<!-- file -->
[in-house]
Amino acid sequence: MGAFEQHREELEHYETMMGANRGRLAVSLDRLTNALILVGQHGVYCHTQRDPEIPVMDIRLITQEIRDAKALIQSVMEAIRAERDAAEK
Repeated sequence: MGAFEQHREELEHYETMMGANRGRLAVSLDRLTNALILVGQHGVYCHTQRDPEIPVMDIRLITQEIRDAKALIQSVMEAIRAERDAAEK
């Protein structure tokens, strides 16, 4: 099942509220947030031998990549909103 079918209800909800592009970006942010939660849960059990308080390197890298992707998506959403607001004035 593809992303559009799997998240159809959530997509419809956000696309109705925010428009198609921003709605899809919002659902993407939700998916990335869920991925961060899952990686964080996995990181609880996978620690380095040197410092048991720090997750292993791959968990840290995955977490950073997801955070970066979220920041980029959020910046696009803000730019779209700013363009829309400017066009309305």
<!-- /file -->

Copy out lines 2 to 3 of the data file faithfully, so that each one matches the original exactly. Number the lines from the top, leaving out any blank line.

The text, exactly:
Amino acid sequence: MGAFEQHREELEHYETMMGANRGRLAVSLDRLTNALILVGQHGVYCHTQRDPEIPVMDIRLITQEIRDAKALIQSVMEAIRAERDAAEK
Repeated sequence: MGAFEQHREELEHYETMMGANRGRLAVSLDRLTNALILVGQHGVYCHTQRDPEIPVMDIRLITQEIRDAKALIQSVMEAIRAERDAAEK